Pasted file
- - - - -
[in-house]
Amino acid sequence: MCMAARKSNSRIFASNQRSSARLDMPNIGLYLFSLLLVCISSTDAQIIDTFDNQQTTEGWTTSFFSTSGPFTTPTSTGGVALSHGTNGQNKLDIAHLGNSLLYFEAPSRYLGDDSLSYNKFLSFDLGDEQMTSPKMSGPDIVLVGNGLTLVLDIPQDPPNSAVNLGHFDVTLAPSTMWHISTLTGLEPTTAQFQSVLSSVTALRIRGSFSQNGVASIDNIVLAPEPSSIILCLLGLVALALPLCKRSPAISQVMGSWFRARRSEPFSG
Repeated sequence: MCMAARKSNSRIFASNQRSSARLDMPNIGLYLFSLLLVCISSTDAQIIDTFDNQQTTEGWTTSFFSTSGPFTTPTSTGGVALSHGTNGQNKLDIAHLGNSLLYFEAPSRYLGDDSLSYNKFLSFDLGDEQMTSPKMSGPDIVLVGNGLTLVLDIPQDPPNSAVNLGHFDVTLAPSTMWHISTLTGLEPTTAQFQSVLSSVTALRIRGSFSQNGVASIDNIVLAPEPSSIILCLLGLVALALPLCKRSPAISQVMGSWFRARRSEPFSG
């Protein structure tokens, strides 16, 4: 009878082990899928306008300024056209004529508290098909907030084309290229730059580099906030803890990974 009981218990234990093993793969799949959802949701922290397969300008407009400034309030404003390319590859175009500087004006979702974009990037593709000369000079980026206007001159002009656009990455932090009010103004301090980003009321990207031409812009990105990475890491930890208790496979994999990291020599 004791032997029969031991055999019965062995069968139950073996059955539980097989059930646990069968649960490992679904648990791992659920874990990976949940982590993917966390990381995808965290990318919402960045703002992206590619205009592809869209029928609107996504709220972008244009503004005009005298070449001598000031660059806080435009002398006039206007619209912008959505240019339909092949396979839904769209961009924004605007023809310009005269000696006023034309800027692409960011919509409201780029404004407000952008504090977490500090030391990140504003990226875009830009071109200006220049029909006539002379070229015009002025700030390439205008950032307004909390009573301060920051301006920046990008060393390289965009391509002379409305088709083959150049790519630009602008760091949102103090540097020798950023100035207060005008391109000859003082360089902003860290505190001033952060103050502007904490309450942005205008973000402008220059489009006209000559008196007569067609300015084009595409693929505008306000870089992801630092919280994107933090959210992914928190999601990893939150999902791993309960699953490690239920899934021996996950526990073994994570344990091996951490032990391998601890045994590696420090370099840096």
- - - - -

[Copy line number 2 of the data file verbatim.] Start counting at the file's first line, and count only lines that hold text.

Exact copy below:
Amino acid sequence: MCMAARKSNSRIFASNQRSSARLDMPNIGLYLFSLLLVCISSTDAQIIDTFDNQQTTEGWTTSFFSTSGPFTTPTSTGGVALSHGTNGQNKLDIAHLGNSLLYFEAPSRYLGDDSLSYNKFLSFDLGDEQMTSPKMSGPDIVLVGNGLTLVLDIPQDPPNSAVNLGHFDVTLAPSTMWHISTLTGLEPTTAQFQSVLSSVTALRIRGSFSQNGVASIDNIVLAPEPSSIILCLLGLVALALPLCKRSPAISQVMGSWFRARRSEPFSG